Thus, a true society is composed of cells, each with their own individuality and originality, tending to merge with others according to these principles of originality. The groups formed by these cells have also their unique individuality and originality like tissues of living organs. And so it continues for all human ensembles, societies and branches of culture.
The wise rule that preserves the ensemble is to not impose authority. Rather, conditions should be fostered to guarantee to each minuscule body the possibility to fulfill its individuality, to develop that appeal for order it has within itself without being compressed, smashed and triturated by what is higher than itself. This rule applies to all the levels of a society.
When this rule is applied, the society has the stability of a healthy body. When we are in good health, we have an impression that we can live forever. A similar impression comes to a society that is established following this organic procedure. It has an extraordinary strength.
The role of the sovereign
What is the role of the king or head of State in a society thus established? He is the one who is so attuned to the body that he identifies himself with the ensemble. He is the maestro who knows how to use the baton to direct the whole orchestra to execute that symphony. He is the interpreter of the good tendencies that are latent in the depths of society. He is the coordinator of the good. The strength of his power comes precisely from the strength of the order in the society, of which he is the best expression.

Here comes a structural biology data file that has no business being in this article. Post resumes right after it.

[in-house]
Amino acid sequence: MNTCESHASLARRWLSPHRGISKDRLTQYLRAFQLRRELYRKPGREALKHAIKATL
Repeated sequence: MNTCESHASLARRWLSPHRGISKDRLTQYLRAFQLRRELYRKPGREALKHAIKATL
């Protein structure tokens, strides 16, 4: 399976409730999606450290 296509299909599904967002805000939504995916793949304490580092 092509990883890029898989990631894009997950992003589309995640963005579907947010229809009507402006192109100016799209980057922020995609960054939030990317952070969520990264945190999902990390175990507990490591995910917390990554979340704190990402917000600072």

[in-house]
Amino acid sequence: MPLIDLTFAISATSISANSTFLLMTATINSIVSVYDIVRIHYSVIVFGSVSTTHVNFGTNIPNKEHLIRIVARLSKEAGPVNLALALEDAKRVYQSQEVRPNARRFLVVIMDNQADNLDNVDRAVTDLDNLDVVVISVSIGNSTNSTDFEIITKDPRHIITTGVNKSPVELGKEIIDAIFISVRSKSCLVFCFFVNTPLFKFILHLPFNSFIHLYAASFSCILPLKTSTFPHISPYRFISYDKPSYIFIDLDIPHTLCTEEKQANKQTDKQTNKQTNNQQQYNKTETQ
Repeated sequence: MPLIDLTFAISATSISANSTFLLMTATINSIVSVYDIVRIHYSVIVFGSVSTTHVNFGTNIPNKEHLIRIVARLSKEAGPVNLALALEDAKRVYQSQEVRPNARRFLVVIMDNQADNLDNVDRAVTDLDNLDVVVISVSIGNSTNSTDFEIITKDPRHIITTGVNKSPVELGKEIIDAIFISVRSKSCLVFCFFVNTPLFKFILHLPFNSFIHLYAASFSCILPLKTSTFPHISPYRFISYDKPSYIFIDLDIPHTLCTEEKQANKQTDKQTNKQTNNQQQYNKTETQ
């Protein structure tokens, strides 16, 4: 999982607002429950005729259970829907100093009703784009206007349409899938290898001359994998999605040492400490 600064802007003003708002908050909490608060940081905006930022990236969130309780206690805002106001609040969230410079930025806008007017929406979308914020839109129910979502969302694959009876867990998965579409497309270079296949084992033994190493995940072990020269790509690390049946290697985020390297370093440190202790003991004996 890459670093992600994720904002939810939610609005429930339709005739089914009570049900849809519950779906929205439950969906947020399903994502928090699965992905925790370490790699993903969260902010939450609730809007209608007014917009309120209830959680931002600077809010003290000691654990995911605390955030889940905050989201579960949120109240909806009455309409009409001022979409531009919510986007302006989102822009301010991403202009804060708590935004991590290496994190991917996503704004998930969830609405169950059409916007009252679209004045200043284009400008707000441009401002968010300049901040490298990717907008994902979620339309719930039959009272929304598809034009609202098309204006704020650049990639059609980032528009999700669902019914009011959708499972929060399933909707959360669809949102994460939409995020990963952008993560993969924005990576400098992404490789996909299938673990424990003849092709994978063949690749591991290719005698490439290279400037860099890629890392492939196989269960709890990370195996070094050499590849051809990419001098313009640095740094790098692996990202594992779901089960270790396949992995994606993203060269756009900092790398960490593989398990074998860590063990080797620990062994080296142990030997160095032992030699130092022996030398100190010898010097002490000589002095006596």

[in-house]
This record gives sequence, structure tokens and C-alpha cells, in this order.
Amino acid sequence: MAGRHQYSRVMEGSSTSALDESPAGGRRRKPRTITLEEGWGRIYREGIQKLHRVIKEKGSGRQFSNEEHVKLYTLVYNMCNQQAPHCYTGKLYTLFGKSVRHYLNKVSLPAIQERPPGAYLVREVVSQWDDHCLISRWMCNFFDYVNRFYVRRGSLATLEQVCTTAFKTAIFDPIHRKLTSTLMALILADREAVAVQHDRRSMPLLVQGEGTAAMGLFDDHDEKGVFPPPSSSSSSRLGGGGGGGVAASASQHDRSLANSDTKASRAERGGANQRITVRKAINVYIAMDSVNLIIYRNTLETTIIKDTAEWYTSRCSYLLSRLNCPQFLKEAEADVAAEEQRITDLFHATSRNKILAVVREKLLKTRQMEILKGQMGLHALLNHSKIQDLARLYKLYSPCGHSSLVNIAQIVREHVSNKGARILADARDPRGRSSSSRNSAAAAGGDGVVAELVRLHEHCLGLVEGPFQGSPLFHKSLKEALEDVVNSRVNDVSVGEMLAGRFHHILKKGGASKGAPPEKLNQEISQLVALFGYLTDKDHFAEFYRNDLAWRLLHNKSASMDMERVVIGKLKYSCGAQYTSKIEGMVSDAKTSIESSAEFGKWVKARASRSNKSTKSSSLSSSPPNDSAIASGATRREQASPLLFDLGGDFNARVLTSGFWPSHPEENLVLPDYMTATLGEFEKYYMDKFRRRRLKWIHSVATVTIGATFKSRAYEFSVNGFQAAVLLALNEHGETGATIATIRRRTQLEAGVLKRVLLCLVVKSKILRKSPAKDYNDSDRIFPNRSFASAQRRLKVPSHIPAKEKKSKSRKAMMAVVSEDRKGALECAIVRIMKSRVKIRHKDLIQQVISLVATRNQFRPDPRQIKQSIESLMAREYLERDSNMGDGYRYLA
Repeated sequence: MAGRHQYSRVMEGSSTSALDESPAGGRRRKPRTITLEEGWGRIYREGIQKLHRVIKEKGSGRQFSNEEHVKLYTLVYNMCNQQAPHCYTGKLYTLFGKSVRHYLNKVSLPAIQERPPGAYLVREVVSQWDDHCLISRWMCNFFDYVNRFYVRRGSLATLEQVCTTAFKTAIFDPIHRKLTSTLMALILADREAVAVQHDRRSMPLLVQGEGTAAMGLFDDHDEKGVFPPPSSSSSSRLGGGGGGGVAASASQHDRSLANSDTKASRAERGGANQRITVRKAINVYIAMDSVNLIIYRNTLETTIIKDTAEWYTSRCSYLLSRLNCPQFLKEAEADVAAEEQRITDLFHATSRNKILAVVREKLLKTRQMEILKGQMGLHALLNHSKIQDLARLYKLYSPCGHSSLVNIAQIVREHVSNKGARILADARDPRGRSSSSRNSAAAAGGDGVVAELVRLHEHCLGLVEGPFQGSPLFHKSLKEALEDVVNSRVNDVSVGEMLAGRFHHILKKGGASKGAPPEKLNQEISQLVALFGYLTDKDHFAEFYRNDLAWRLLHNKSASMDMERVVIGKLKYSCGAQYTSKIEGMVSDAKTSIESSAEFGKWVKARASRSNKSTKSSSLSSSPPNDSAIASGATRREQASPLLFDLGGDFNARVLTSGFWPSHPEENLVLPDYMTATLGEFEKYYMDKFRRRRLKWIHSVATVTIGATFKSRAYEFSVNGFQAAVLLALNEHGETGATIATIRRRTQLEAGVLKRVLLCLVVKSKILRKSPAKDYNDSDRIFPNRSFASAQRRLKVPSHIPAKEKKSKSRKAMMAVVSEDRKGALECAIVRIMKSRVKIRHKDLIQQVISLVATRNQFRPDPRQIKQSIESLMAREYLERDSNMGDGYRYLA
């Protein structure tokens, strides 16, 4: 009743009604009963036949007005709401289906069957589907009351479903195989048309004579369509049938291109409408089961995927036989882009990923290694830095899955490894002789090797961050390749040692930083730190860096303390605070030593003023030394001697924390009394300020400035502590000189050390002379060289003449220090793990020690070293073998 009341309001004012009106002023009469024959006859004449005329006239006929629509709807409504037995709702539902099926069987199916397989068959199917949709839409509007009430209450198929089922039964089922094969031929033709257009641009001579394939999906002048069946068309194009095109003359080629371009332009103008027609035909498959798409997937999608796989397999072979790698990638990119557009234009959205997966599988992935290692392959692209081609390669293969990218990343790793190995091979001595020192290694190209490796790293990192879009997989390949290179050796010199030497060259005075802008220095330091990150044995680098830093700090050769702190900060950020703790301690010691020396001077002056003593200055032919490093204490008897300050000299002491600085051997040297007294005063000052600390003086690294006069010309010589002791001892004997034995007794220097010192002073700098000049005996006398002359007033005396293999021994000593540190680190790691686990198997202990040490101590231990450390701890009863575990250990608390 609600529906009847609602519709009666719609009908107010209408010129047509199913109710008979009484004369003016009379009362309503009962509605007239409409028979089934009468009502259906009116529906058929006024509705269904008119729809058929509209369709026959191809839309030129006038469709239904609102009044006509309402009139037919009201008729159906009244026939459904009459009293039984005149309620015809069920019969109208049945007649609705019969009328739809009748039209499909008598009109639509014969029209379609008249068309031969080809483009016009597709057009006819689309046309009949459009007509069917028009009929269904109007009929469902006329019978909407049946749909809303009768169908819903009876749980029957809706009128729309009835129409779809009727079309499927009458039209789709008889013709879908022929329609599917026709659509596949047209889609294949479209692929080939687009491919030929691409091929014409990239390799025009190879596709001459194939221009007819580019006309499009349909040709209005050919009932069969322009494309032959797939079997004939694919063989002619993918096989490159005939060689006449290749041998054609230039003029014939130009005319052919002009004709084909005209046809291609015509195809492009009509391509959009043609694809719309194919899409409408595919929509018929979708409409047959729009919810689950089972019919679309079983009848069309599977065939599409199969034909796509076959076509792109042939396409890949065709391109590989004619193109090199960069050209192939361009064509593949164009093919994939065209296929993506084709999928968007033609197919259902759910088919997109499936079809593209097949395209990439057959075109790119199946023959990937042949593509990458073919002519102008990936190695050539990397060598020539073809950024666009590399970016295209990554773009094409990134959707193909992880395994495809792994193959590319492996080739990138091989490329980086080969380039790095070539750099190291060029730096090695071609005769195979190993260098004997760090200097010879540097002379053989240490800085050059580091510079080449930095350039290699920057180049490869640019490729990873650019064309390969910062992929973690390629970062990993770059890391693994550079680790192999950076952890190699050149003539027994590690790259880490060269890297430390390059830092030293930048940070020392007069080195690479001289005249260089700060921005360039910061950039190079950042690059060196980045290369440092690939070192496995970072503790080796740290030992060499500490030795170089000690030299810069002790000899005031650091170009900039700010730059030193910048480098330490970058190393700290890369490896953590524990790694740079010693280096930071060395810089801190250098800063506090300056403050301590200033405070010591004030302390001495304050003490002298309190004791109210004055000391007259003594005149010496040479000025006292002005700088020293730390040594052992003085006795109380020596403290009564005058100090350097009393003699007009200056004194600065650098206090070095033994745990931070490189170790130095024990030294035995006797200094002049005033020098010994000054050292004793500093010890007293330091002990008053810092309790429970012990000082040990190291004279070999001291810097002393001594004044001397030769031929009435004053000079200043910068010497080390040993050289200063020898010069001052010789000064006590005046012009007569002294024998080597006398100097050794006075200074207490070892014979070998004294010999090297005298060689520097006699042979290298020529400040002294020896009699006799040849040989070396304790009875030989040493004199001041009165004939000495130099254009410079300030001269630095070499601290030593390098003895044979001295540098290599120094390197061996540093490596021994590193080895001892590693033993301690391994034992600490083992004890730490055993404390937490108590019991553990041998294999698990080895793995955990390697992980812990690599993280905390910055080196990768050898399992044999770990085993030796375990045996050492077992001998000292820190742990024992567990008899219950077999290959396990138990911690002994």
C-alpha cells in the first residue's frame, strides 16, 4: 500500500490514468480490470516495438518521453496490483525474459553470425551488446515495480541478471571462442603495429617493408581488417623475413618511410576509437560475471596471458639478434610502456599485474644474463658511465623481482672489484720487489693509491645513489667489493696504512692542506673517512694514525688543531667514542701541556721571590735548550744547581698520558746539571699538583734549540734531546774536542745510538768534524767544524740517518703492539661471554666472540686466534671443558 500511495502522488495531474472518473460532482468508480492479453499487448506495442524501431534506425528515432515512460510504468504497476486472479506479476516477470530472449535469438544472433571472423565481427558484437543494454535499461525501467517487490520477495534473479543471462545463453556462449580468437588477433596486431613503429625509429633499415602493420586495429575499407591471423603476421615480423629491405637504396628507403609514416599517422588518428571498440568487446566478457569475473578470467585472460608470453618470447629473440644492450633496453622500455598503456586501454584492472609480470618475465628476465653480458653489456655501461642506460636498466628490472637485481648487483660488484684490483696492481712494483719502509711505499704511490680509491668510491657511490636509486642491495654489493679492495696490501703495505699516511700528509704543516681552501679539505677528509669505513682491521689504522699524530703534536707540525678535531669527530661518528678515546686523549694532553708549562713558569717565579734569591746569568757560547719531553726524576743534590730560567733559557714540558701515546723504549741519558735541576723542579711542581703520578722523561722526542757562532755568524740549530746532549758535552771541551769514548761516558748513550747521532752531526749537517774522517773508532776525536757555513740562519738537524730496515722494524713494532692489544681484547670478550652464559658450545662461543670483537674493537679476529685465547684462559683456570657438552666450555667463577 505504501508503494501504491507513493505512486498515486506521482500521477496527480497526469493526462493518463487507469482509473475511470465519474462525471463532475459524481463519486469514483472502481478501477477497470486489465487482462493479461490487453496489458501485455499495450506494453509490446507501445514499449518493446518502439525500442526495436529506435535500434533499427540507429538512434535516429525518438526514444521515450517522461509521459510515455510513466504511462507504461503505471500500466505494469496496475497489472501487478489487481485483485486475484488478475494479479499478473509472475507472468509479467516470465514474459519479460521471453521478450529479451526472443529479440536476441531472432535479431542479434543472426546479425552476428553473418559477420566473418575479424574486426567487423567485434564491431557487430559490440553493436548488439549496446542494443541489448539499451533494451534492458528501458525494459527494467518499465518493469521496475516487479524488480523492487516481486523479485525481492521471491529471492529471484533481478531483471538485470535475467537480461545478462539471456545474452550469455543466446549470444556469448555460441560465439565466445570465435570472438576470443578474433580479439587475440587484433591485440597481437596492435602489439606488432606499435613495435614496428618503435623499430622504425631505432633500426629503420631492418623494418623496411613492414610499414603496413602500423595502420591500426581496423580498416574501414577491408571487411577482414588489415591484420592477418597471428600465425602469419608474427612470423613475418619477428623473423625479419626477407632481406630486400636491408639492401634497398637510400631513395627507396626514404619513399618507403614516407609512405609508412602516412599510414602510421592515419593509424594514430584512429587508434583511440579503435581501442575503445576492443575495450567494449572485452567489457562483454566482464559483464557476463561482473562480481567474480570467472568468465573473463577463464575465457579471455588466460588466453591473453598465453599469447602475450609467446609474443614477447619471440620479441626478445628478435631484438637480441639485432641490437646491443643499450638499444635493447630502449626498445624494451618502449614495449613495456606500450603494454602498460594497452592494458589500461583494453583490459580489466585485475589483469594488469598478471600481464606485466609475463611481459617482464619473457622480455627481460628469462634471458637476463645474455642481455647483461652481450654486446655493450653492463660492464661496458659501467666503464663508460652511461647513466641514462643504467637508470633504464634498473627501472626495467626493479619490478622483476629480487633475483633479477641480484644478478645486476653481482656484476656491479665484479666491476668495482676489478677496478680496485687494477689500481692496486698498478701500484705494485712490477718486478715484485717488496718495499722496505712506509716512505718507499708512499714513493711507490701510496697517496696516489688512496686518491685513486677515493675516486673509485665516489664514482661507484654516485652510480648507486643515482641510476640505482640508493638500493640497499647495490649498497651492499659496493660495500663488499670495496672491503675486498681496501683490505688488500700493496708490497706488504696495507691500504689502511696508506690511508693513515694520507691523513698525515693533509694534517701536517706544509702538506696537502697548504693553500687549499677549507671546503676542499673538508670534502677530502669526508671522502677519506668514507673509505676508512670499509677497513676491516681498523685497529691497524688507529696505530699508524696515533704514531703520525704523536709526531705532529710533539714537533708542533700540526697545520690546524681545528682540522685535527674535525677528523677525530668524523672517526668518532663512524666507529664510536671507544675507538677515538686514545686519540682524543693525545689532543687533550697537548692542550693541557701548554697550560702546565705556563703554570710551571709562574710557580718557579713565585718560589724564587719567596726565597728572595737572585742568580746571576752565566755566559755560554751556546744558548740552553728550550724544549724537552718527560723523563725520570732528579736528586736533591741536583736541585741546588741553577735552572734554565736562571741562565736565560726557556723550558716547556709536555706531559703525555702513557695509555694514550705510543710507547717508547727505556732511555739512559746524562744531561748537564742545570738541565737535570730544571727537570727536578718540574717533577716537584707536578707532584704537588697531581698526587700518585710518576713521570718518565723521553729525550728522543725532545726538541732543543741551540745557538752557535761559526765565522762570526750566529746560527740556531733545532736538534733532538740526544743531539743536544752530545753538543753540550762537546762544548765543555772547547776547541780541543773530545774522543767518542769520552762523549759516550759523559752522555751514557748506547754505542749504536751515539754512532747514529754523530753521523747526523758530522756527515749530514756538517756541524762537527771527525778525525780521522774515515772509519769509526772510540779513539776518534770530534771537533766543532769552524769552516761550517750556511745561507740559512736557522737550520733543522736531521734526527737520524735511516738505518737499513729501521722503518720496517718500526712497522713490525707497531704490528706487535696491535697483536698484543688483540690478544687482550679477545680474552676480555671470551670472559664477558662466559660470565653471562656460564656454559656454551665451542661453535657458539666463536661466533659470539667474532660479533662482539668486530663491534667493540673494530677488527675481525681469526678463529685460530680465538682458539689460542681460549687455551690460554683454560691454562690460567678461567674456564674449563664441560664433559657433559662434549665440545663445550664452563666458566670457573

This is not poetry, but it has a great beauty – not because of the words I am using, but owing to the theme itself. Its beauty is that of creation, with the order and hierarchy that God put in it, establishing that society must follow those same rules of wisdom He used.
If you look closely at the Middle Ages, you see that the ordering of society was a true symphony. Even a long time after the Middle Ages ended, there was still a medieval residue that I believe is quite expressive. There was so much harmony between the Sovereign and the people in the Holy German Empire that when Emperor Francis II was defeated in Austerlitz by Napoleon, instead of recriminating him, the people received him in Vienna with a feast to console him for the defeat.
Francis II (above with his family) - after being defeated the people received him in honor; below, Napoleon after being defeated barely escaped being lynched